There are few voices in rock that are quite as distinctive as Chris Cornell‘s. It is a vocal that has been around for almost three decades, ever since the 51-year-old made his name as the frontman of Soundgarden, and it has continued to serve him well with his subsequent solo projects and with Audioslave, the band he formed with members of Rage Against The Machine.
In fact, it was largely down to the American’s gritty, powerful vocal that he was given the prestigious gig of singing the Bond theme for Daniel Craig’s first appearance as the character in 2006’s Casino Royale. Unfortunately for Cornell, though, even his signature vocals could not prevent his last solo record, 2009’s Scream, from being critically savaged as he attempted to branch out into R&B by recruiting the help of Timbaland.
While Scream may have been his highest charting solo record to date, it was quite horribly misjudged. Six years has passed since Cornell released his third solo LP – during which time there has been a Soundgarden reunion and his critically-acclaimed live solo album and tour – but he is now back doing what he does best, with his new record Higher Truth demonstrating that he could easily get by on simply his voice alone.
Produced by Brendan O’Brien (Bruce Springsteen, Pearl Jam, Neil Young), the album sees Cornell go back to basics and rip up the blueprints of its over-produced predecessor. Opener Nearly Forgot My Broken Heart quickly establishes the direction of Higher Truth, with its stark mandolin riff gradually building towards its fist-pumping chorus. It is clear from the off that the success of the stripped-back Songbook has had a strong influence on his fourth studio LP.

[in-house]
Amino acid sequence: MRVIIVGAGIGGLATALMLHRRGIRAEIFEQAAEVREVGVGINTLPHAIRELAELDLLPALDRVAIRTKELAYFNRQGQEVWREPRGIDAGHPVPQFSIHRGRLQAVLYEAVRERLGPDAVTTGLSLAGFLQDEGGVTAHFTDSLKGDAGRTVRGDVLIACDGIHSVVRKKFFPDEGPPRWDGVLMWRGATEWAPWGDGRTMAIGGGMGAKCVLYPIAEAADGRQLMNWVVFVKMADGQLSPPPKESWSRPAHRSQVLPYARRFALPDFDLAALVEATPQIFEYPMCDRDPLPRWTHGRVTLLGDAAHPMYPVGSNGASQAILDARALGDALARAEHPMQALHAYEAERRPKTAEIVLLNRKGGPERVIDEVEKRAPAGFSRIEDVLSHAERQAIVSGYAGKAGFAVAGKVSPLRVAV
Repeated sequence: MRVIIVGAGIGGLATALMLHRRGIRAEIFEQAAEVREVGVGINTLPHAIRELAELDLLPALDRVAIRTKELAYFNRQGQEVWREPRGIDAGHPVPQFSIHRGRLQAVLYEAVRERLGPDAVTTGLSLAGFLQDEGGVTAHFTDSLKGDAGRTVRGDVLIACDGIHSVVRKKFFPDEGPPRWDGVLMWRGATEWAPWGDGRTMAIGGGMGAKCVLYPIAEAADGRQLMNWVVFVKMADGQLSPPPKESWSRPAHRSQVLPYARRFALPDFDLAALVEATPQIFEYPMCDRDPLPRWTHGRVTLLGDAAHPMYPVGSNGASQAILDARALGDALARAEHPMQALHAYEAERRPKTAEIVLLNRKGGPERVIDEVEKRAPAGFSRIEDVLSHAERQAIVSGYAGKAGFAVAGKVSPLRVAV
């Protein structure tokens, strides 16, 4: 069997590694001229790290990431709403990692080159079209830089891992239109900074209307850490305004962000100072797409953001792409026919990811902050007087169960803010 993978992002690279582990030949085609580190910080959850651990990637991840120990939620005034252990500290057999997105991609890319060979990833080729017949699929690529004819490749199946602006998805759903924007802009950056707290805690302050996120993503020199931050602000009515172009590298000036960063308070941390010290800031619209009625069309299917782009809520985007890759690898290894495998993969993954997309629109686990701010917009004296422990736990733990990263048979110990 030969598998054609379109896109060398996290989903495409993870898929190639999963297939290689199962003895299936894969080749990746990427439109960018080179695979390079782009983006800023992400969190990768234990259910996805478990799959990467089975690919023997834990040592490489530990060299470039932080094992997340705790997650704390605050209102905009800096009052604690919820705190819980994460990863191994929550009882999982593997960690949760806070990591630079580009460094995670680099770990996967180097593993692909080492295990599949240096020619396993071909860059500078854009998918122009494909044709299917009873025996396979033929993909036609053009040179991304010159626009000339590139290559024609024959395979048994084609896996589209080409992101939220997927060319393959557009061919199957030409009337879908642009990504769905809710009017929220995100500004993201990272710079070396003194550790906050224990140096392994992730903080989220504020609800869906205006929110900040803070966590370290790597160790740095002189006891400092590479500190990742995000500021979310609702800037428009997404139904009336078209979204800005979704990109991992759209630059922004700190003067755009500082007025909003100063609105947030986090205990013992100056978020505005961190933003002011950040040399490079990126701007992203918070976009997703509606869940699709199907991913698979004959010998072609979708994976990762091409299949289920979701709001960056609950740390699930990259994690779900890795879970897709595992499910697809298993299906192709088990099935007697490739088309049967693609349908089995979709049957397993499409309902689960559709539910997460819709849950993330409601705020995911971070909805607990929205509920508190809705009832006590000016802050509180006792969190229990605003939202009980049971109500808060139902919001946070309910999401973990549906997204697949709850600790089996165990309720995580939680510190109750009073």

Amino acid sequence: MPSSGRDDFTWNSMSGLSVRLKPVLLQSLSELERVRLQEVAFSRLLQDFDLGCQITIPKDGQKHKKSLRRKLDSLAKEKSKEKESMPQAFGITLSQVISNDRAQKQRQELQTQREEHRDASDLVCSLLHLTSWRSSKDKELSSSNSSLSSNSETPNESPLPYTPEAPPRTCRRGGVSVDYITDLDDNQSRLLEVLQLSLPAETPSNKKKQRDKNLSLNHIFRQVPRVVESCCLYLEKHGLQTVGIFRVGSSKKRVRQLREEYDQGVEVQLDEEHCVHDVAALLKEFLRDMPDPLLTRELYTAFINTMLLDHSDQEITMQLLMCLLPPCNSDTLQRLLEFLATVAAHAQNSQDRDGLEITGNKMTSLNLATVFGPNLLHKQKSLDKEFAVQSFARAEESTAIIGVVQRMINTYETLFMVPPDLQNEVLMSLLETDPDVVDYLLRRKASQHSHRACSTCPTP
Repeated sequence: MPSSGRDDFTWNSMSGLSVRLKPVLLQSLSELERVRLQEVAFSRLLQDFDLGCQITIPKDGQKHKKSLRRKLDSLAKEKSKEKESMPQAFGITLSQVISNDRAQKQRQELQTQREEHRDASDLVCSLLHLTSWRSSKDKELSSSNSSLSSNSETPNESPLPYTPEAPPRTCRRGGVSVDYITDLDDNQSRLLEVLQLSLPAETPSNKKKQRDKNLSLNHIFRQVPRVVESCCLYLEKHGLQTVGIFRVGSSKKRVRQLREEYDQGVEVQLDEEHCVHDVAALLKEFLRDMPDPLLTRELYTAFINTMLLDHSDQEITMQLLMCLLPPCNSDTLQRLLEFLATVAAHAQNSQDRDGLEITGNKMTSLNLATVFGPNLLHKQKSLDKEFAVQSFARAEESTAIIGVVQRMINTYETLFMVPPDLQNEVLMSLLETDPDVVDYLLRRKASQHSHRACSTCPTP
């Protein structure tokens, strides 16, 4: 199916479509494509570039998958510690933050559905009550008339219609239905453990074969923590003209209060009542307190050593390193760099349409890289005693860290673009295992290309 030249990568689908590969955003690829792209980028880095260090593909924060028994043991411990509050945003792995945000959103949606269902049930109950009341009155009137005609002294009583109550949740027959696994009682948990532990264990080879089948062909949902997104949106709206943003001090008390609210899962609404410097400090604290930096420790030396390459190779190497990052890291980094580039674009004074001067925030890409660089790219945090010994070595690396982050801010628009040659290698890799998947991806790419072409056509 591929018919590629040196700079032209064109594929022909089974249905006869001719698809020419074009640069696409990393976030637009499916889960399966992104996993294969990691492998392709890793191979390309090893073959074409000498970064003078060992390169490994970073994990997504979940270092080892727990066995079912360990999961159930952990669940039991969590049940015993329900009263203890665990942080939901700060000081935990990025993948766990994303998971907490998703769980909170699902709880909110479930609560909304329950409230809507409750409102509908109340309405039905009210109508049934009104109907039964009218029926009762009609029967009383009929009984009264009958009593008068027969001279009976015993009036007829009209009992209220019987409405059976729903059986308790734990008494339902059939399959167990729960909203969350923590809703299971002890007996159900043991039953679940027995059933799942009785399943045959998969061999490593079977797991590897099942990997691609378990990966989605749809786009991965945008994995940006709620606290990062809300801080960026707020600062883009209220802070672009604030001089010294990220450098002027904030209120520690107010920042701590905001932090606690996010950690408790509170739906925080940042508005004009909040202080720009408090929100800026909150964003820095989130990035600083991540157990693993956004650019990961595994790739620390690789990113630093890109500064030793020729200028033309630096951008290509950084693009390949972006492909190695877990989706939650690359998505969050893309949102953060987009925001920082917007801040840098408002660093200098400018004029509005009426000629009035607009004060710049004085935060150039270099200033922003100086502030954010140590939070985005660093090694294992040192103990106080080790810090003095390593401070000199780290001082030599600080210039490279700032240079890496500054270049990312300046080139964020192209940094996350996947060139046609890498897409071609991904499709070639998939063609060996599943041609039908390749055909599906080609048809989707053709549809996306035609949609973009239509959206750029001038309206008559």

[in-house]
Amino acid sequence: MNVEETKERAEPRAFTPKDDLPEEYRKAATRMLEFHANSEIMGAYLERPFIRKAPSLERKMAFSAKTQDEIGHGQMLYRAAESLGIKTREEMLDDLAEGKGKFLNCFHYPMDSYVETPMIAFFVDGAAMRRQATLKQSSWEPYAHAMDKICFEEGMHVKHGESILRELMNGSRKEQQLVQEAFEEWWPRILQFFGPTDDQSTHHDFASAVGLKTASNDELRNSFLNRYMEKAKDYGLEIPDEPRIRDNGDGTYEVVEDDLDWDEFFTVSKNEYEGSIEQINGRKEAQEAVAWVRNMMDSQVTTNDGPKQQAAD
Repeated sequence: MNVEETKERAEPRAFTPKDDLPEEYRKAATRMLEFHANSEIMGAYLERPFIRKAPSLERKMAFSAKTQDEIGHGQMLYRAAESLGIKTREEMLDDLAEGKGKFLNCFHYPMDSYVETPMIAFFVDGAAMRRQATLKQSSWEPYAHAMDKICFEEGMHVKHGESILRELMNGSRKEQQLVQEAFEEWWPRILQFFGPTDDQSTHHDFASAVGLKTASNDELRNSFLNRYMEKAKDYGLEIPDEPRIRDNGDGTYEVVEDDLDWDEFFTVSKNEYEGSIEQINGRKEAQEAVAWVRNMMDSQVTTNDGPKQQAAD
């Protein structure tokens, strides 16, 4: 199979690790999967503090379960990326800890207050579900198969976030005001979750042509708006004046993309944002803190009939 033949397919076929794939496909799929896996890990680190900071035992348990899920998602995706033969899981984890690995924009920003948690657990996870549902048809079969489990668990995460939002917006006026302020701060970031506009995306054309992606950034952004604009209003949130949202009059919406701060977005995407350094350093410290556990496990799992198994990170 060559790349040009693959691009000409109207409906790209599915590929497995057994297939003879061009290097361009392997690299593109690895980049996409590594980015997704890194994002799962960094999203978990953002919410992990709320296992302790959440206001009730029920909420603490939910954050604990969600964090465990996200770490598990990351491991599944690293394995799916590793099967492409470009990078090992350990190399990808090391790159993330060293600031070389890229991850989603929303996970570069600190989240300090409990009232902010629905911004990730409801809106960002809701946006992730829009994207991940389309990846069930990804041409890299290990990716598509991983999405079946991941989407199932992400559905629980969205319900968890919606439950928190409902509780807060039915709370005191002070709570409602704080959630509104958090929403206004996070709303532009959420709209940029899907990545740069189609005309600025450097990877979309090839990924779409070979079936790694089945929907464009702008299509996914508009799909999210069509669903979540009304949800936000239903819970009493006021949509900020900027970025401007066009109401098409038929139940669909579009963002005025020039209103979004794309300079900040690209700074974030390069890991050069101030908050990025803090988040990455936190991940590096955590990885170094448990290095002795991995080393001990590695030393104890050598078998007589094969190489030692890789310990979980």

This is certainly the case with Dead Wishes, which relies largely on a sweetly plucked acoustic guitar and Cornell’s comforting vocals, while Worried Moon is even more restrained before it kicks into gear on the chorus. In the lead up the Higher Truth’s release, Cornell spoke about being inspired by artists such as Nick Drake and it is undoubtedly a comparison that feels fitting as the record progresses. Delicate acoustic ballad Josephine is further proof of this relaxed and unfussy sound, although it does showcase the occasionally formulaic lyrics (“My sweet Josephine/ won’t you come and marry me?”). Before We Disappear is better, with its wistful guitar melody eventually providing the basis for one of the catchiest, sing-a-long choruses on the record, as Cornell belts out: “How hard can it be/ to share your love with me?”
As good as Cornell sounds with just a lightly strummed guitar for accompaniment, the lack of variation on Higher Truth does mean that it becomes somewhat predictable around the halfway mark. Tracks such as Murder Of The Blue Skies and the title track fall a bit flat by the time they come around – even if the former does briefly pick up with a guitar solo – while closer Our Time In The Universe sounds like it belongs to a different album entirely.
That said, there is plenty to like about Cornell’s solo return. Take the beautiful fragility of Let Your Eyes Wonder and Only These Words, which are both drastic improvements on anything from Scream. It wouldn’t be all that surprising if the reason Cornell waited six years to follow up his third solo album was in hope that many would have forgotten it ever existed in the first place. Higher Truth may not quite reach the heights of his best work, but it ensures that Scream was no more than a blip in his solid back catalogue.